Some experts argue that the bulk of social media strategy and planning should remain in corporate communications because of its inherent media expertise. Certainly, market-facing functions, notably customer service or support, will want to prioritize the channels that best serve customers; meanwhile, product experts may answer customer queries as they come into the website and marketing may use social media in advertising and customer communications, while HR uses social to search for new employees, learn more about job candidates and field job queries.

No matter who has ultimate responsibility, organizations will expect leaders across the business, regardless of function or location, to be savvy about social media, understanding how to exploit the opportunities that specific platforms provide and to monitor the risks related to increased transparency.

The implications for leaders

The new era of transparency and openness brought about by social media has broad implications for an organization’s senior leadership and the skills and strategies they require. No one should be immune from participating; therefore, it’s important that all leaders become knowledgeable about these platforms and build relevant skills. As Niall FitzGerald, chairman of Hakluyt and the British Museum, noted, “Everybody needs to be listening, and everybody needs to be aware of what’s being said, at levels which are relevant to their particular responsibility within the business.”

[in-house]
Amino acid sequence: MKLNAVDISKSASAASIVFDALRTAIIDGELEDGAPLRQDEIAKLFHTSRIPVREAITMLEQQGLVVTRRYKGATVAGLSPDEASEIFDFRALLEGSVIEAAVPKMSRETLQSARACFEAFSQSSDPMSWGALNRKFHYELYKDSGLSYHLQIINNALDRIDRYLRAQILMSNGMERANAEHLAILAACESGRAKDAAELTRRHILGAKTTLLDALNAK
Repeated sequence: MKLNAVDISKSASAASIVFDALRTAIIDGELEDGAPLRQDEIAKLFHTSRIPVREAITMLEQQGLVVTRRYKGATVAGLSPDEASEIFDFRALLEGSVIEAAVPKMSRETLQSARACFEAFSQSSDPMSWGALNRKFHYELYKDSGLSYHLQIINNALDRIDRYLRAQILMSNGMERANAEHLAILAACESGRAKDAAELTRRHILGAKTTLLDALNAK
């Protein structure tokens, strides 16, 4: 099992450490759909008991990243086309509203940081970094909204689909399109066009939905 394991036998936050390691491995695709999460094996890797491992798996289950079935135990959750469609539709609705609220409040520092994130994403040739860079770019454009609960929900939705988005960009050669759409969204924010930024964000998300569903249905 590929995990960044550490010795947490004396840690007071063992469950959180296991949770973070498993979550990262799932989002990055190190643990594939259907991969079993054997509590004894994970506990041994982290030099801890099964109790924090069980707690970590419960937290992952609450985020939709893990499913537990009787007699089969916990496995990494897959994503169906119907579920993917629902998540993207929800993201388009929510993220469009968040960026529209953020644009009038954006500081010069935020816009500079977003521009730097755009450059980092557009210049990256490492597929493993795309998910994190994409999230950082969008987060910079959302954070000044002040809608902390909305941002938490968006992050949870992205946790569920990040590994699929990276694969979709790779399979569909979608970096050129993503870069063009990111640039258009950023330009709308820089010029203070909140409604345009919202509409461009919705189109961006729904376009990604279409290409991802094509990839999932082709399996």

At the same time, the shifting social media landscape can be confusing and intimidating to experienced executives who are less familiar with the new platforms, noted Ian Wright, corporate relations director of Diageo. This can lead senior executives “to turn off or switch out, as it were, because they just don’t understand it, and it’s embarrassing. They think — wrongly in my view — it’s unacceptable to say, ‘I don’t really know what X is.’”

Nonetheless, corporate leadership should develop at least a headline understanding of social media, and preferably use social media channels, if only to gather news and information relevant to their day-to-day activities. Beyond that, the approach may vary with the type of company, the extent of customer activity on social networks, and the willingness of C-level executives to become involved. “If you’re a general, you don’t really need to understand how a Pershing missile works,” said Wright, “you just need to know what extra capabilities it gives you above the previous missile.” In other words, senior executives can leave the workings of social media to those who report to them, trusting savvy practitioners to carry out the day-to-day work. Of course, “if you don’t understand it yourself, you’ve got to find someone that does,” Wright said. In contrast, senior executives who choose to take on a visible social media role, whether blogging on the corporate website, tweeting or simply communicating about their team and products online, will need to develop “a more visible and affirmative, optimistic kind of leadership,” rather than just a set of technical or operating skills, according to Sheffer. The most important skill is that of storytelling: “the ability to succinctly, simply, compellingly talk about your product and your company.”